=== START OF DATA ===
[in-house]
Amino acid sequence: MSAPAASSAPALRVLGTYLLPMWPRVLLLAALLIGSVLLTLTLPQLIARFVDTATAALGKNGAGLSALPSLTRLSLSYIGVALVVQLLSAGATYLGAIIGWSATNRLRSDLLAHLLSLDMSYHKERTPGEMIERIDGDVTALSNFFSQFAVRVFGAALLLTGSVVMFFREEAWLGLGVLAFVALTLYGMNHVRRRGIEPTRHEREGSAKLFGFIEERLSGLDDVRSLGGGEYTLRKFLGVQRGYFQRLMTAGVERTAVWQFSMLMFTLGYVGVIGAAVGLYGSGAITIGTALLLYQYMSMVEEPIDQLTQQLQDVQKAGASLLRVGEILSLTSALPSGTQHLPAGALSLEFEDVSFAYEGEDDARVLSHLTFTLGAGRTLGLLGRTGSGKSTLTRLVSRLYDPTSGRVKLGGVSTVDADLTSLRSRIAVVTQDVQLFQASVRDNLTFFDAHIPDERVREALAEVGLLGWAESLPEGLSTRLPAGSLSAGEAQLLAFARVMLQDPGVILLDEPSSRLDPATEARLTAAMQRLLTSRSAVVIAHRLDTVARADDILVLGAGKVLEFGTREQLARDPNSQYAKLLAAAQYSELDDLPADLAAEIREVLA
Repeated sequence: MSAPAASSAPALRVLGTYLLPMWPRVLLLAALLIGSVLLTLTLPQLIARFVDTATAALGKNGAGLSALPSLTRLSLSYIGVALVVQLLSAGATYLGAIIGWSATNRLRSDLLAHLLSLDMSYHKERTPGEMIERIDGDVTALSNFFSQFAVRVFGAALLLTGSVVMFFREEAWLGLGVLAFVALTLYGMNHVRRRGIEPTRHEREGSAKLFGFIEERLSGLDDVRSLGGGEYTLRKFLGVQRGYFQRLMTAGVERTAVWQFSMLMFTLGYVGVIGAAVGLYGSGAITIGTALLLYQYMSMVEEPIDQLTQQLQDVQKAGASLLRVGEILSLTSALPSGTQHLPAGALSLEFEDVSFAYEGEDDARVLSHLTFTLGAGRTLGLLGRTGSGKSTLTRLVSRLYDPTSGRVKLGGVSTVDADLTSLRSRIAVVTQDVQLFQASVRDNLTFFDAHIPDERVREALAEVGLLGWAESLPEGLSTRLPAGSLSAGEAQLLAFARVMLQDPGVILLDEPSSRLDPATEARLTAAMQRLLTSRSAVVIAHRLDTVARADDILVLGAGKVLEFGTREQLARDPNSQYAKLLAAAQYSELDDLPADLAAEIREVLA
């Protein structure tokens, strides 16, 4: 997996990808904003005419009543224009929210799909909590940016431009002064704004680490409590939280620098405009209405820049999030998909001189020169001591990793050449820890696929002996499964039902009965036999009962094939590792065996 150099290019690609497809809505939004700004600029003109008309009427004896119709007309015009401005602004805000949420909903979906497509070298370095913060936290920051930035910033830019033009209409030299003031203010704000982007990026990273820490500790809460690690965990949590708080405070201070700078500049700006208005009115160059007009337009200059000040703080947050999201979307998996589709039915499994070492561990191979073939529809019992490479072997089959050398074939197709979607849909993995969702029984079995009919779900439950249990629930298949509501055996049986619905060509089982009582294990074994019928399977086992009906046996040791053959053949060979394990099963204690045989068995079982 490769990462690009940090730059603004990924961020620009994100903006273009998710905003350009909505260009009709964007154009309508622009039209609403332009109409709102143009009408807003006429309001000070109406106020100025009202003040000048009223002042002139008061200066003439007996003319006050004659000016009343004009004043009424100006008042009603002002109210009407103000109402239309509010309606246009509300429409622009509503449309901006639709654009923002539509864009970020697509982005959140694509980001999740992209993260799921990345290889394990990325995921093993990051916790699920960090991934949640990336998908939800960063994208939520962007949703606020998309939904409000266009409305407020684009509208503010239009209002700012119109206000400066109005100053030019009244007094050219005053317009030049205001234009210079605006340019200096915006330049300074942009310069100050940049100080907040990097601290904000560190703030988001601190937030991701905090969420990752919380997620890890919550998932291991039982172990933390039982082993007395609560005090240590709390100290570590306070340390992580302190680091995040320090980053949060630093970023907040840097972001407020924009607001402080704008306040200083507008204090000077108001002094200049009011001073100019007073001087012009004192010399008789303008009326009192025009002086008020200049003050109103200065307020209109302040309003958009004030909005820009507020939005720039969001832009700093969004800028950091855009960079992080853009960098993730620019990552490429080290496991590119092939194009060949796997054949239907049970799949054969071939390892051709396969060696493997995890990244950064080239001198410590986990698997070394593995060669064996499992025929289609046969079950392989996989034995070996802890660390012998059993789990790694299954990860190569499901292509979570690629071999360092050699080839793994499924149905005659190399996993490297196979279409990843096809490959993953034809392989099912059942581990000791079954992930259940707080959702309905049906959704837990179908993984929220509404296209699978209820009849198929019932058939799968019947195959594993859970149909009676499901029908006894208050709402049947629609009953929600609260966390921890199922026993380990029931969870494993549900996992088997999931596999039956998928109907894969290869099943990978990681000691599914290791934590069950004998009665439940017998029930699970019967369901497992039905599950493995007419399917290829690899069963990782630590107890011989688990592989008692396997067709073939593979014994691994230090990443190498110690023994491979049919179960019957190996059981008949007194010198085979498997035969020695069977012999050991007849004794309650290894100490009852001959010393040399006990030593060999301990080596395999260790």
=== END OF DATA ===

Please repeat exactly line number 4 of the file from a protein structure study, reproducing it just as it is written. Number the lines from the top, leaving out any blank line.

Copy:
């Protein structure tokens, strides 16, 4: 997996990808904003005419009543224009929210799909909590940016431009002064704004680490409590939280620098405009209405820049999030998909001189020169001591990793050449820890696929002996499964039902009965036999009962094939590792065996 150099290019690609497809809505939004700004600029003109008309009427004896119709007309015009401005602004805000949420909903979906497509070298370095913060936290920051930035910033830019033009209409030299003031203010704000982007990026990273820490500790809460690690965990949590708080405070201070700078500049700006208005009115160059007009337009200059000040703080947050999201979307998996589709039915499994070492561990191979073939529809019992490479072997089959050398074939197709979607849909993995969702029984079995009919779900439950249990629930298949509501055996049986619905060509089982009582294990074994019928399977086992009906046996040791053959053949060979394990099963204690045989068995079982 490769990462690009940090730059603004990924961020620009994100903006273009998710905003350009909505260009009709964007154009309508622009039209609403332009109409709102143009009408807003006429309001000070109406106020100025009202003040000048009223002042002139008061200066003439007996003319006050004659000016009343004009004043009424100006008042009603002002109210009407103000109402239309509010309606246009509300429409622009509503449309901006639709654009923002539509864009970020697509982005959140694509980001999740992209993260799921990345290889394990990325995921093993990051916790699920960090991934949640990336998908939800960063994208939520962007949703606020998309939904409000266009409305407020684009509208503010239009209002700012119109206000400066109005100053030019009244007094050219005053317009030049205001234009210079605006340019200096915006330049300074942009310069100050940049100080907040990097601290904000560190703030988001601190937030991701905090969420990752919380997620890890919550998932291991039982172990933390039982082993007395609560005090240590709390100290570590306070340390992580302190680091995040320090980053949060630093970023907040840097972001407020924009607001402080704008306040200083507008204090000077108001002094200049009011001073100019007073001087012009004192010399008789303008009326009192025009002086008020200049003050109103200065307020209109302040309003958009004030909005820009507020939005720039969001832009700093969004800028950091855009960079992080853009960098993730620019990552490429080290496991590119092939194009060949796997054949239907049970799949054969071939390892051709396969060696493997995890990244950064080239001198410590986990698997070394593995060669064996499992025929289609046969079950392989996989034995070996802890660390012998059993789990790694299954990860190569499901292509979570690629071999360092050699080839793994499924149905005659190399996993490297196979279409990843096809490959993953034809392989099912059942581990000791079954992930259940707080959702309905049906959704837990179908993984929220509404296209699978209820009849198929019932058939799968019947195959594993859970149909009676499901029908006894208050709402049947629609009953929600609260966390921890199922026993380990029931969870494993549900996992088997999931596999039956998928109907894969290869099943990978990681000691599914290791934590069950004998009665439940017998029930699970019967369901497992039905599950493995007419399917290829690899069963990782630590107890011989688990592989008692396997067709073939593979014994691994230090990443190498110690023994491979049919179960019957190996059981008949007194010198085979498997035969020695069977012999050991007849004794309650290894100490009852001959010393040399006990030593060999301990080596395999260790």